By Erik Wasson - 12/08/11 06:21 PM EST
Appropriators have just four days to complete work on this year’s spending bills, and dozens of thorny issues have yet to be resolved.
The lawmakers want to produce a bill by Monday to have it on the floor by next Thursday, a day before the temporary spending bill runs out.
Under House rules, bills must be released three days prior to a vote.
That would entail enacting a continuing resolution for those bills that keeps in place 2010 policies, a scenario appropriators are trying to avoid. The other six bills would be updated and a government shutdown avoided, however.
Members said the top-line spending number will be $1.050 trillion, which includes $7 billion in disaster aid. The White House had requested $11.3 billion in disaster aid above the $1.043 trillion spending cap set in the August debt deal, so the $1.050 trillion figure represents a compromise.
Lawmakers said the Labor bill is the most likely simply to be a CR.
“Nobody thought it would get done,” said Rep. Steve LaTourette (R-Ohio).
He added, however, that there was no chance of a government shutdown.
House and Senate appropriators convened a conference committee on the omnibus bill on Thursday and will work through the weekend to try to resolve their differences.
“I hope that we realize that we have a short period of time here and working out a compromise especially on the riders ... we have to be done quickly. If there are too many contentious riders we are going to have a problem with House Democrats on passing these bills,” House Appropriations ranking member Norm Dicks (D-Wash.) said.
“We don’t want to let the American people down again. Our reputation is not good. And if we fall apart ... we are the last bastion of getting anything done around here,” he said.
Democrats say House Republicans need them to pass the omnibus since at least 50 GOP members vowed in September not to vote for any appropriations package that does not cut spending below the August debt ceiling top-line number.
Rep. Mike Simpson (R-Idaho), the lead negotiator on the Interior bill, said punting would be a disaster, and noted that the EPA would get lower funding under a continuing resolution than under his bill.
“It means no new starts ... no new programs,” he said.
Simpson said he is hopeful of resolution on his bill, but Rep. Jim Moran (D-Va.), who is also negotiating the bill, said he is not.
“There’s nine that we have agreed to and there’s 14 we are negotiating,” Moran said of the riders. “There are at least 17 very serious efforts to re-legislate environmental policy that we cannot accept.”
Moran said that the Interior bill would have to be decided upon on Thursday, saying Simpson “knows where we stand.” He said Democrats are willing to negotiate on some issues like regulations related to ranching and methane gas, but will not accept the major environmental riders. He also said members of the appropriations committee are being reasonable but that the House GOP caucus is causing problems.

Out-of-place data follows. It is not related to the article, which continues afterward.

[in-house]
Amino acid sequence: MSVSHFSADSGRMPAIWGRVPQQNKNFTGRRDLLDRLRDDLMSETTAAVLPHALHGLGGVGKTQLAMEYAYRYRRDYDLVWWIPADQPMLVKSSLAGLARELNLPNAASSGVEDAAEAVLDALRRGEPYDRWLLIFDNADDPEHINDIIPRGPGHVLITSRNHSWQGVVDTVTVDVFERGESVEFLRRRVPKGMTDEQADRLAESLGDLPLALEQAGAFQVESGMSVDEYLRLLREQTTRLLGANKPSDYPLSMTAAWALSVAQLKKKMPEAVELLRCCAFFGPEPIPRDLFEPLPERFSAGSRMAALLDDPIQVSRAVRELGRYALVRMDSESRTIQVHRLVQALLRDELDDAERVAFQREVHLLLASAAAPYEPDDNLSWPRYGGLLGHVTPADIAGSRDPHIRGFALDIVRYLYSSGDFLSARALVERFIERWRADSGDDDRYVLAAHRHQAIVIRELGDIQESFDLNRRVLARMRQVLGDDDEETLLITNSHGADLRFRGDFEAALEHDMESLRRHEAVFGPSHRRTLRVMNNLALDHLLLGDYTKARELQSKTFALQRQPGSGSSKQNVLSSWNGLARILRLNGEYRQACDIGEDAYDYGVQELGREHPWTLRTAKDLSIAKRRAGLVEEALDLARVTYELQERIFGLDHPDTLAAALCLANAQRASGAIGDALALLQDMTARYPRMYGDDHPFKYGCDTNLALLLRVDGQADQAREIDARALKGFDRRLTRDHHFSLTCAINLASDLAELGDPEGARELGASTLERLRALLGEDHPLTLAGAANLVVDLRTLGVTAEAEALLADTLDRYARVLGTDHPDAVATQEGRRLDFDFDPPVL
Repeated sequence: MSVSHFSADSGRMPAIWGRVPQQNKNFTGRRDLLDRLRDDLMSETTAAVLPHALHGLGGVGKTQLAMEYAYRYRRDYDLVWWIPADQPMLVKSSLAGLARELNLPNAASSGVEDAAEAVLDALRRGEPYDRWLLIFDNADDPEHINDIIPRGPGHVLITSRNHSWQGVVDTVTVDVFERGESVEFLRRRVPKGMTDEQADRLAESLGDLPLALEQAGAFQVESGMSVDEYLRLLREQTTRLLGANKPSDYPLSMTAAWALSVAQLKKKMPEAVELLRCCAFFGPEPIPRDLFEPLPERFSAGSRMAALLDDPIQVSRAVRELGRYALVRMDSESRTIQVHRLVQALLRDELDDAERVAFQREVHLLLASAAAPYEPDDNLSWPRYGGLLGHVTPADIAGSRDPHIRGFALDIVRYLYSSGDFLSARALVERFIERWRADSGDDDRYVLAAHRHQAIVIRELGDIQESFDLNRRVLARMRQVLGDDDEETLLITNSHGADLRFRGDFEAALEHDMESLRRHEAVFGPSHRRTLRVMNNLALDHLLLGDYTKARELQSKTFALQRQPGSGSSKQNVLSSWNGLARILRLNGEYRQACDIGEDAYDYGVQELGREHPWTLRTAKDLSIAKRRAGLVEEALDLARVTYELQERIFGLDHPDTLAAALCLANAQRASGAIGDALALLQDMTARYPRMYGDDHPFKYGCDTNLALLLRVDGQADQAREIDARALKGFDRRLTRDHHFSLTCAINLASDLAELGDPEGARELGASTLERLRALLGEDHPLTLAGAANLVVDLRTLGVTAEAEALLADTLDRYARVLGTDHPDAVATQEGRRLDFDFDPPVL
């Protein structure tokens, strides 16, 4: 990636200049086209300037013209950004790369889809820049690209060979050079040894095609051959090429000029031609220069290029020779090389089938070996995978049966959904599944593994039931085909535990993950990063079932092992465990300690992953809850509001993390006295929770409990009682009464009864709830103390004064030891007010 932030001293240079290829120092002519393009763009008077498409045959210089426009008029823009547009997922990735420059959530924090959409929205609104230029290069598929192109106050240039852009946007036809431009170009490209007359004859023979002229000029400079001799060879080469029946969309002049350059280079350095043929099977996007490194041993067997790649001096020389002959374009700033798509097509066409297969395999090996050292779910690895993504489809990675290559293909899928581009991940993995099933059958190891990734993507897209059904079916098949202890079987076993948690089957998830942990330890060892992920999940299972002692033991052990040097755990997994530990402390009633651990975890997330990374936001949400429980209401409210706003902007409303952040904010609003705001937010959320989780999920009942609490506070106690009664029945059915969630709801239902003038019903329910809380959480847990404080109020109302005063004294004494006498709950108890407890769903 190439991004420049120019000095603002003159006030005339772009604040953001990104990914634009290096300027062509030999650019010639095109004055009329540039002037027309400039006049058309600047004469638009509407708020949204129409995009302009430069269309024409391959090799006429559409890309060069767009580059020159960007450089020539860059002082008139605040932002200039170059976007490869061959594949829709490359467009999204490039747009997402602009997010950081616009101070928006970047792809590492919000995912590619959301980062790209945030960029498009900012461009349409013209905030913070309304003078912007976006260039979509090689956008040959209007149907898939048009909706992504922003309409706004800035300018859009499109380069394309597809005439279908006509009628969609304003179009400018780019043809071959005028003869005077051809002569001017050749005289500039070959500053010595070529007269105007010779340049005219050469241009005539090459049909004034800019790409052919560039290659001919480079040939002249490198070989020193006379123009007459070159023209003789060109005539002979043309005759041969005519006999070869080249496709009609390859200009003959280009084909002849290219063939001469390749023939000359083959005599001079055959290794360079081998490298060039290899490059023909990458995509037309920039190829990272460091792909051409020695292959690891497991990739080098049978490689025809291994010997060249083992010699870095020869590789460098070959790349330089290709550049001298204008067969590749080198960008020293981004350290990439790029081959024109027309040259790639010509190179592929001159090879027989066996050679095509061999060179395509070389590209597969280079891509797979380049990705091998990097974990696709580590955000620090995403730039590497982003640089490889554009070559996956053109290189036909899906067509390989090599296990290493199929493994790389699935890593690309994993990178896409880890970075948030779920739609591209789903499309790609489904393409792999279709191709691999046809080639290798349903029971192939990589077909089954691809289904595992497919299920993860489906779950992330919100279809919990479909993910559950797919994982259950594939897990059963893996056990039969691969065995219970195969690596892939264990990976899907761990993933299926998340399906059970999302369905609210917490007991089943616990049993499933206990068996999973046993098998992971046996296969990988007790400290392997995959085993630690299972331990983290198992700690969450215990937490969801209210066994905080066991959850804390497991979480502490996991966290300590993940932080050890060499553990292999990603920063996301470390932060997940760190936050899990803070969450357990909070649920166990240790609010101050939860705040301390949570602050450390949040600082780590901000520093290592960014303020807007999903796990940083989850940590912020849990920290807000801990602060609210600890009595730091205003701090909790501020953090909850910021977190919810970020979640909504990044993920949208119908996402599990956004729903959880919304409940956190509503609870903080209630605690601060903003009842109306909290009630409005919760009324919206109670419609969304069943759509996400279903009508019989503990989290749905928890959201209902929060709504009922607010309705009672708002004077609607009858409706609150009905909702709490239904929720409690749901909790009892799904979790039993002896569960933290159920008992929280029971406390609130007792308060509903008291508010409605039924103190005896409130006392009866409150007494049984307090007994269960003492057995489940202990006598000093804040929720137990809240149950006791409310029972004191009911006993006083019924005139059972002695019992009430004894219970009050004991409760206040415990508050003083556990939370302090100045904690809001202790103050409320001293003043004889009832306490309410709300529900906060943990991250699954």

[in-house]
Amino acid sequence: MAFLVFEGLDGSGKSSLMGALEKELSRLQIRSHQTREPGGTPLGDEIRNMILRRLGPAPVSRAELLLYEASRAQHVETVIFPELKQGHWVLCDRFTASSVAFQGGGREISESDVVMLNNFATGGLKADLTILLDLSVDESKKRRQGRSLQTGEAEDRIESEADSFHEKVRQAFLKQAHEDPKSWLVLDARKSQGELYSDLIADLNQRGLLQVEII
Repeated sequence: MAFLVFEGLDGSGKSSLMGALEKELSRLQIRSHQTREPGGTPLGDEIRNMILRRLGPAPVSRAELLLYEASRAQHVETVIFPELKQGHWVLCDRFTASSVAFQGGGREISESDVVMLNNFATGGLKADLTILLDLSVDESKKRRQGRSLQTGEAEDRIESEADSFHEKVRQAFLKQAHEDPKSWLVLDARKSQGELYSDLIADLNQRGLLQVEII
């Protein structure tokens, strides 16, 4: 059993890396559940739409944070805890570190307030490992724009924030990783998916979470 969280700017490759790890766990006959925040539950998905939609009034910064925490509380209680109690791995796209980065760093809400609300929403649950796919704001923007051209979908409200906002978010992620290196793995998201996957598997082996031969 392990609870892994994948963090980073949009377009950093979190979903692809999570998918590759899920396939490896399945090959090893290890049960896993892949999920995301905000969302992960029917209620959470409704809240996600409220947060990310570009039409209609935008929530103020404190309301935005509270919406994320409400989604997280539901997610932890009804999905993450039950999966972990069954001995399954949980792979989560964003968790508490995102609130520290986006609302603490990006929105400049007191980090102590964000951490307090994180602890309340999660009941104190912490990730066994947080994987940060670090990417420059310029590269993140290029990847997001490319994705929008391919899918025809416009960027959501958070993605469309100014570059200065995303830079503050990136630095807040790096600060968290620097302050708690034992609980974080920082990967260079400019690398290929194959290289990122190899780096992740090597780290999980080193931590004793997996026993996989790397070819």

Rep. José Serrano (D-N.Y.) said the financial services bill is also in trouble — he said provisions in the bill banning the District of Columbia from funding abortion providers and needle exchanges for drug users remain problems, and that Sen. Dick Durbin (D-Ill.) is not relenting on those in the talks.
On the Financial Services bill, Rep. Jo Ann Emerson (R-Mo.) said the pro-life D.C. rider has been “kicked upstairs” for the leaders to deal with. She said the White House does not want a continuing resolution for the Financial Services bill, which she is negotiating, so it is likely to be completed.
Rep. Jim Jordan (R-Ohio), who is not on the committee but is a leader of House conservatives, said conservatives expect all pro-life riders that have been in previous appropriations bills to be included. He said negotiations are happening on a new pro-life rider in the Labor bill meant to ensure healthcare providers are not forced to perform abortions against their will.
“We are talking about that one,” he said.
Riders defunding President Obama’s healthcare overhaul and the Dodd-Frank financial overhaul remain on the table as well.
On Wednesday, appropriators agreed on the defense spending bill portion of the legislation.
An informed committee source said that bill comes in at $518 billion. That is $5 billion above 2011 funding, and congressional leaders are arguing that passing the omnibus, and avoiding a CR, locks in this crucial national security increase.
The spending level is $12 billion less than the House originally wanted for the bill.
—Updated at 3:25 p.m.